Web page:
Meet Me on the Paisley Roof
First impressions can be deceiving. The first chapter of Murray Tillman’s Meet Me on the Paisley Roof is the ultimate turn-off. Six solid pages of a manure fight between three teenage boys isn’t exactly an appealing introduction to 1956 Georgia.
However, Tillman’s nostalgic look at small town life is redeemed through the likable trio of Trussell Jones and brothers Cassidy and Ronnie Childs. Thankfully, Tillman doesn’t dabble in sentimentality. Instead, he paints a realistic picture of adolescence in which, more often than not, adults fail to live up to their assigned roles.
When Trussell’s father dies, he is left in the care of his stepmother, Loretta. Saying the two don’t see eye-to-eye is putting it mildly. Loretta feels Trussell is an ungrateful lout whose sole purpose in life is to cause her grief.
Trussell feels adrift with no one to turn to, when Loretta, for all intents and purposes, gives up on him. All she provides are the bare essentials of food, clothing, and shelter, and an occasional note on the kitchen table. Things get so bad that Loretta even brings a gun into the house to “protect” herself from a boy who means her no bodily harm.
The Childs brothers on the other hand are witnessing firsthand the deterioration of their parents’ marriage. With their alcoholic father spending the greater part of the week on the road, they come to realize that the stability in their lives no longer exists. As the eldest, Cassidy is contemplating moving with their father to another town, while Ronnie seeks a way to cope with his feeling of abandonment.
While dealing with serious subject matter in an era that bespeaks Ozzie and Harriet perfection, Tillman infuses the book with an abundance of humor to keep the tone from becoming dark and introspective. They are, still after all, boys and a series of hijinks and pranks ensue from hotwiring Loretta’s car to “borrowing” a gang member’s motorcycle. They even manage to unknowingly kidnap an intoxicated solider, trample to death a panic-stricken monkey and dress in drag to sneak into the hospital.
But being hot-blooded American males, the opposite sex is a frequent topic of discussion. Trussell, after harboring a lifelong crush on Ellen Harmond, finally acts on his feelings when teased into submission by Cassidy and Ronnie. Hilarity ensues.
While late for church, Trussell ends up getting dressed in the backseat of an older girl’s convertible while flying through the streets of downtown Columbus. A sight Ellen just happens to take in from the backseat of her parents’ car.
Another wardrobe malfunction occurs when Trussell is forced to wear a spangled cowboy shirt for his piano playing debut on a local television station—an ensemble that, through a twist of fate, Ellen gets to witness in person.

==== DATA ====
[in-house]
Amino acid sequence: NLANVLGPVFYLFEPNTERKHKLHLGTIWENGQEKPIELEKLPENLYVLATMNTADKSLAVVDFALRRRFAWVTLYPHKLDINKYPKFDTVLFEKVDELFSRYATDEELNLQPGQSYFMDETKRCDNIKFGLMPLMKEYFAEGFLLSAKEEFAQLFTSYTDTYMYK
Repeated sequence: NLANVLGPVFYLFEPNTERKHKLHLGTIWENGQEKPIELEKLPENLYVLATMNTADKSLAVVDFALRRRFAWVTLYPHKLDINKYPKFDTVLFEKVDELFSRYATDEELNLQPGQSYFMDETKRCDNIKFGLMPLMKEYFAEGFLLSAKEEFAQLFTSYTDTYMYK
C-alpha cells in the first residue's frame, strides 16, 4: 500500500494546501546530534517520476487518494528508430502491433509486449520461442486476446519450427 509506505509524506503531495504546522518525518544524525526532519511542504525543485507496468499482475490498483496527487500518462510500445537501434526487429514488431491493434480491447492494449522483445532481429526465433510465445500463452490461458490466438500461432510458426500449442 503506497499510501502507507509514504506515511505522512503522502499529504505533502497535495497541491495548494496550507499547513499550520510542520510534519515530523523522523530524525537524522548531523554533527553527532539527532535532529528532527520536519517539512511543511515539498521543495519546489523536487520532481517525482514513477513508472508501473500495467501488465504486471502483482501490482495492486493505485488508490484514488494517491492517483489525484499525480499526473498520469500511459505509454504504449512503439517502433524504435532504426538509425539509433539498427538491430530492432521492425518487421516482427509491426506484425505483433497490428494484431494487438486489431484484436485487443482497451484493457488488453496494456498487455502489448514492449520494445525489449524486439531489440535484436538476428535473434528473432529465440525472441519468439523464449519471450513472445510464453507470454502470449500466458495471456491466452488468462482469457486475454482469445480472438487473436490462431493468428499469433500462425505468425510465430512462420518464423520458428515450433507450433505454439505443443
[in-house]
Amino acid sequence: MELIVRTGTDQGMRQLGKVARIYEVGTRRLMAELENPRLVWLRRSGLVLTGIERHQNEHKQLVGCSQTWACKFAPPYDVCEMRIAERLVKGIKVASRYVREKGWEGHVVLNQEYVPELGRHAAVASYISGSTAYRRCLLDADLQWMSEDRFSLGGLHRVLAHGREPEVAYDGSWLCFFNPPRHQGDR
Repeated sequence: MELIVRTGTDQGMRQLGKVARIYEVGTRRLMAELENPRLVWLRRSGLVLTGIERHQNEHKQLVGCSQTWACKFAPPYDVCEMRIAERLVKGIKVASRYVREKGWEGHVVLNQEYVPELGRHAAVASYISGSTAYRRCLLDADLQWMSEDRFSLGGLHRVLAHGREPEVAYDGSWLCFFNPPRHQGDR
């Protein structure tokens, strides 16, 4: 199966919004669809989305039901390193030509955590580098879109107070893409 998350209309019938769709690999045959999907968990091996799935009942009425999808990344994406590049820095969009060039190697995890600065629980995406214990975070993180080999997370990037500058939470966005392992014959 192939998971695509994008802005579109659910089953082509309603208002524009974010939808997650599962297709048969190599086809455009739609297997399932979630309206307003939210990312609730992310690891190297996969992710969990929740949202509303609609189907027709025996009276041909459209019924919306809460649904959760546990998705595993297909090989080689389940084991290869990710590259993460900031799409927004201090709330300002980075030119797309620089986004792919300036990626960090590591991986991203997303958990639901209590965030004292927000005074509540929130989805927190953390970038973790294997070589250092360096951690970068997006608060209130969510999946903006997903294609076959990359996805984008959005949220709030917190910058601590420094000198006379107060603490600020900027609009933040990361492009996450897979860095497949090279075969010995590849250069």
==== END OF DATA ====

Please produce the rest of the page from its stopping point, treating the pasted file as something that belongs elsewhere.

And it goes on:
Another time while on a picnic lunch in a secluded spot, Trussell is just about to make a move when Cassidy appears out of nowhere spoiling the moment. When the two finally start to make an emotional connection, Ellen comes across a nude picture of herself in Trussell’s garage that Ronnie drew for his friend’s birthday. Nothing in Trussell’s courtship of Ellen comes without mishap, but to Ellen’s credit she refuses to give up on him.
The heart and soul of Tillman’s writing comes through when he shows his young characters actively making decisions that will affect the outcome of their lives. They are not passive players in a world controlled by adults. Instead, they are forced to deal with mature issues at a tender age.
With Loretta’s beauty parlor in dire financial straits, Trussell must choose whether or not to leave his embattled stepmother and live with his Aunt Cora in Birmingham. With her mother battling cancer, Ellen must decide whether or not she wants to find strength and support in her relationship with Trussell, whose own mother succumbed to the disease. While Ronnie feeling unwanted in his own home, acts out in a dramatic way in an attempt to bring his family back together.
Through their trials and tribulations, what they come to understand is that regardless of the adults in their lives, they at least have one another. A touching moment occurs between Ronnie and Trussell:
“Do you love me?”
“Do you love me?”
“Sure I do, Ronnie. You’re just like a brother. You know that.”
“Yeah, well, same here, buddy. Why didn’t you ever tell me?”
“That you love me.”
“Oh shoot, that’s just something you ought to know.”
“Well, I didn’t.”
“Well you should.”
Another scene between Trussell and Ellen confirms the sense of family the boys have created for themselves:
“Trussell, you did witness a miracle.”
“Yes, sure [Cassidy and Ronnie] went to lots of trouble, but where’s the miracle?”
“Their gift to you, Trussell, was love. You laughed with them. Your gift to them was love. There’s the miracle. I don’t have any friends who could or would do anything like that for me.”
Overall, it’s well worth the climb to meet the boys up on the paisley roof.